As of tomorrow, I have set my computer (using StayFocusd) to block the following websites entirely during the hours of 7am and midnight:

  • mail.google.com (it’s amazing how much unnecessary time email takes)
  • google.com/reader
  • facebook.com
  • xkcd.com
  • ebay.com (hey, looking at ballroom dresses is addicting)
  • amazon.com (ditto)
  • youtube.com (ballroom is guilty again)

I am also making myself very difficult to reach in order to devote large chunks of time to uninterrupted work. All ballroom activity will cease until my partner comes back from Asia. 

Mediocre, distracted work is no longer acceptable. 

Like all desperate measures, these will not be permanent. I plan to resume normal life on May 2nd. 

Check in

It’s been almost a month since I last posted here. Since then, I’ve returned to Ithaca and started on my own work. April is the craziest month in the nutrition department because our biggest conference of the year, Experimental Biology, is April 21-25. The entire department is invested in this conference, and we’ll all be relocating to San Diego in about three weeks. I have a poster presentation for which I’m frantically trying to run statistics. Additionally, I have a grant application due May 1st. It’s pretty critical to my work that I get put on this grant, so I’m a little stressed about putting forth a good proposal.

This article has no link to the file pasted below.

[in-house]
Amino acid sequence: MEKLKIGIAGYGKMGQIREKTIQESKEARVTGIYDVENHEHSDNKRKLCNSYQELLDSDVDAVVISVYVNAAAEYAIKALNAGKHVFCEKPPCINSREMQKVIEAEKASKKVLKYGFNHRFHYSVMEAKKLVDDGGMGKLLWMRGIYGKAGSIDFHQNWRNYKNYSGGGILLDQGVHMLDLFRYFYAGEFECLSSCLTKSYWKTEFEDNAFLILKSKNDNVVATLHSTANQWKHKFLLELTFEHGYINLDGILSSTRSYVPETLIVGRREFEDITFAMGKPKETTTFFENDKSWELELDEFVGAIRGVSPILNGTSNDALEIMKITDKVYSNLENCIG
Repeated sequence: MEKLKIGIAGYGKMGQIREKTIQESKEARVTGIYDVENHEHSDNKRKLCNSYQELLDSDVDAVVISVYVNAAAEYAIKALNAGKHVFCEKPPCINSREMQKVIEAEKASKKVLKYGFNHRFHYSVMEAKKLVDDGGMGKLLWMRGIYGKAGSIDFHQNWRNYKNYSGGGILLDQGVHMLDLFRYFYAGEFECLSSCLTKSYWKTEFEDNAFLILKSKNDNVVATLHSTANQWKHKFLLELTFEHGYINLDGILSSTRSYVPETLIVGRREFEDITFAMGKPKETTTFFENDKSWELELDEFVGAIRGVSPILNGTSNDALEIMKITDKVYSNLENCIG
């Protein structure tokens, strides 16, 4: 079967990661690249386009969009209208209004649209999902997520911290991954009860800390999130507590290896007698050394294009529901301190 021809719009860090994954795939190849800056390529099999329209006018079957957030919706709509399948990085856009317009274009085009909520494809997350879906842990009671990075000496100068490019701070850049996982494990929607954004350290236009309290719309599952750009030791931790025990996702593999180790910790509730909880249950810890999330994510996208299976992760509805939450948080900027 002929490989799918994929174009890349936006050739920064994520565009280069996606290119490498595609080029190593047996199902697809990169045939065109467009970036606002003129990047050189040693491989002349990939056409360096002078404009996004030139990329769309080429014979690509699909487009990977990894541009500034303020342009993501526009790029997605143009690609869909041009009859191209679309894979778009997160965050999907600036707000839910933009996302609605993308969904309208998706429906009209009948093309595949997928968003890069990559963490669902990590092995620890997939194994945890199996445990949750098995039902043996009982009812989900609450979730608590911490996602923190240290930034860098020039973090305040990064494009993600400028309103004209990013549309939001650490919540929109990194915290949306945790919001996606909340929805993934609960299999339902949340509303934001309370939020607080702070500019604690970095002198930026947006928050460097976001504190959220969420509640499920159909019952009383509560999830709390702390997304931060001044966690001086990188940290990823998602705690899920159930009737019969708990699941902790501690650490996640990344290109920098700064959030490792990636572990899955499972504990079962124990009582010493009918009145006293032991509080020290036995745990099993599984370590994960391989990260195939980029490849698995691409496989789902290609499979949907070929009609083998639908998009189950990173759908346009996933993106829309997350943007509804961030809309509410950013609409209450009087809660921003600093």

I haven’t written much about India. It’s difficult to answer the inevitable “oh, how was India?!” with anything other than the perfunctory “good”–much like answering the pleasantry “How are you?!” when you’re not “fine”.

Things will be quiet around here while I’m preparing for the conference. Have a happy Easter!

2012_03_HPIndia_set2_173

Posing with the kitchen ladies

TRIUMPH!

After ten days, I finally got internet on my laptop.

When we first arrived at our hotel in Sarole Pathar, we were excited to see ethernet cables in each of the rooms. Yes, we thought, we would have internet access! Only two of the four rooms worked. We inquired at the front desk which then sent someone up to look.

He plugged in the ethernet cable to my laptop, looked at me, and said: “Internet works now.”
Me: “No, no it doesn’t. See, I can’t open any pages.”

Him: “But it’s plugged in.” He points to the cable.
Me: “…I know it’s plugged in, but it doesn’t work.” I point to the error page.
Him: “Ok, I have someone come look at it tomorrow. No problem.”